School's out for the summer, but a for-profit educator's work is never done. Laureate Education (NASDAQ:LAUR) reports fiscal Q2 2006 earning tomorrow morning.

What analysts say:

  • Buy, sell, or waffle? 11 analysts study Laureate. Eight give the stock a buy, and three a hold.
  • Revenues. Analysts expect to see revenues rise 34% to $292.8 million in tomorrow's news.
  • Earnings. And for profits per share are expected to shoot up 58% to hit $0.68 per share.

What management says:
Laureate hasn't said much of interest (not that it's filed with the SEC, at least) since reporting its Q1 2006 earnings back in May. Because we've already gone through that news in detail, I won't rehash it here. Rather, I'll use this space to fill in the one blank that Laureate left missing from its May announcement: the hole in its earnings release where the firm's cash flow statement should have been.

Investors had to wait two weeks for Laureate to file its 10-Q, which included said statement. Once it arrived, this is what it showed: $64.1 million in operating cash flow and $32 million in capital expenditures, for a total of $32.1 million in free cash flow for the quarter. For the record, that's about 5% better than in the year-ago quarter (Q1 2005).

Now, a single quarter's cash flow results are nothing to base an opinion on -- free cash flow tends to swing wildly out of focus when examined with anything but a long-term lens. Still, in tomorrow's news, investors will probably want to see something closer to the strong double-digit growth that Laureate has been achieving in sales and GAAP earnings.

What management does:
As for whether it will materialize, though, I haven't a clue. For in Laureate's case, margins seem to flap around in the wind just as wildly as does free cash flow -- it's not at all easy to discern a trend here. True, over the last 18 months, rolling gross, operating, and net margins are all lower today than they were a year and a half ago, suggesting a downward trend in profitability. But as recently as two quarters ago, Laureate was posting gross margins just as strong as those it took in back in December 2004, and its operating margins were actually higher.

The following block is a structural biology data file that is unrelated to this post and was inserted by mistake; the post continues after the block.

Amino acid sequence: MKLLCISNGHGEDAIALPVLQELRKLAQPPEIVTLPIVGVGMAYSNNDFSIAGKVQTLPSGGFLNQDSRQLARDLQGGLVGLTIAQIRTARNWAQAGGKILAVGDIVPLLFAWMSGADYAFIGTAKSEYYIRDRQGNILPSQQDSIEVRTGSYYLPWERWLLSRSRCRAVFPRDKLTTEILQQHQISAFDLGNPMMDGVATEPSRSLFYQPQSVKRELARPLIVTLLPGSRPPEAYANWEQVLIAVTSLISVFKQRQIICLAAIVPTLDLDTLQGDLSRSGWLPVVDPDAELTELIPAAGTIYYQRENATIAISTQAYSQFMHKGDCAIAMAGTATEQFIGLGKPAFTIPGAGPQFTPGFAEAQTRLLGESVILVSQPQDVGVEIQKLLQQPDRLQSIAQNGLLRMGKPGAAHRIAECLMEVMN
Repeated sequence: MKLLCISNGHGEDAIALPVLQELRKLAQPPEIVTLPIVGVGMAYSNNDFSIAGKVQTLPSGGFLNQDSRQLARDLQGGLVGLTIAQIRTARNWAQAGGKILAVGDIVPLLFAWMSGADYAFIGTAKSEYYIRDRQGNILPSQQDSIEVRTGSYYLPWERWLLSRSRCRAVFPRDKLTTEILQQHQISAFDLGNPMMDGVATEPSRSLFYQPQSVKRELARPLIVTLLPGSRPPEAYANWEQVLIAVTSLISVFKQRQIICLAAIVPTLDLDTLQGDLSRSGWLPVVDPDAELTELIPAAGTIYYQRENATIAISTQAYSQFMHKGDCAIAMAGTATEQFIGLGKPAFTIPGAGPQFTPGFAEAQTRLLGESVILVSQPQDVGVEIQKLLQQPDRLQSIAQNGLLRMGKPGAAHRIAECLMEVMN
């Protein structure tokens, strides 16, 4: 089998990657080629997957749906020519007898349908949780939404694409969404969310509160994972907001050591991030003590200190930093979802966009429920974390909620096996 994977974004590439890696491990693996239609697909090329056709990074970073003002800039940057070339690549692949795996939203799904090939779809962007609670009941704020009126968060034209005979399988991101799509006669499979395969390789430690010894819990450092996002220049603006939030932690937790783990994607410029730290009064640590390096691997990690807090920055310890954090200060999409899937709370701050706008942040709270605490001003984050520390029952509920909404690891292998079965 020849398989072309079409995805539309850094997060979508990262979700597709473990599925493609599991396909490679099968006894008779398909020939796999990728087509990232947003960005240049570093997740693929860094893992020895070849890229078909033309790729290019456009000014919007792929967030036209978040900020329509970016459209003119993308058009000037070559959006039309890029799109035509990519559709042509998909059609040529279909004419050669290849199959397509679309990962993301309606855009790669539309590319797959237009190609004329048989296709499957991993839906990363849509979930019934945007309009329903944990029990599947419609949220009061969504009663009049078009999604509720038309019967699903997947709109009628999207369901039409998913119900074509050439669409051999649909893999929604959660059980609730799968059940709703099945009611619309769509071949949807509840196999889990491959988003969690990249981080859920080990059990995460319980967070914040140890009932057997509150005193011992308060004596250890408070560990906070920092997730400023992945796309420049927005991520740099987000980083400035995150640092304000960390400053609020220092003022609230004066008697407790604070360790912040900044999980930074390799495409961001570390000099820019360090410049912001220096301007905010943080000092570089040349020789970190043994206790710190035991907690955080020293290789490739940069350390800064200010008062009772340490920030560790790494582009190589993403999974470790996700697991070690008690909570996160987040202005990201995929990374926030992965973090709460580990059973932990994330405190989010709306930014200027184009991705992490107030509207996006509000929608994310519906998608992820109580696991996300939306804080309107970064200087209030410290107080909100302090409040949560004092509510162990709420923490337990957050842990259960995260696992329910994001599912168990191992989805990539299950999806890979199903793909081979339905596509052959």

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All data courtesy of Capital IQ, a division of Standard & Poor's. Data reflects trailing-12-month performance for the quarters ended in the named months.

One Fool says:
Much as I'd love to tell you what to expect out of Laureate tomorrow, I'm at a loss as to where the company is heading. As for where I'd like to see it headed, well, there are three things I'd be looking for were I invested in the stock.

First, I'd want to see the rolling margins start moving consistently upwards. Wall Street loves consistency, and if Laureate can establish a clear trend to the upside, I'd expect this to result in larger multiples-to-earnings being accorded the stock. Second, free cash flow. Even without much year-over-year growth, Laureate generated plenty of it in Q1 2006. As long as the company keeps on generating cash profits to back up its accounting profits, it's got a future. Third and finally, I'd like to see the company take the shareholder-friendly step of beginning to publish its cash flow statements as part of its quarterly earnings releases. There's simply no good reason not to.


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Want to learn more about the for-profit education industry? Get the inside scoop from former Apollo Group CEO Todd Nelson. Read our interview with him here.

And for more on Laureate in particular, take another look at our write-up of its earnings report from last quarter.

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Fool contributor Rich Smith does not own shares of any company named abo ve.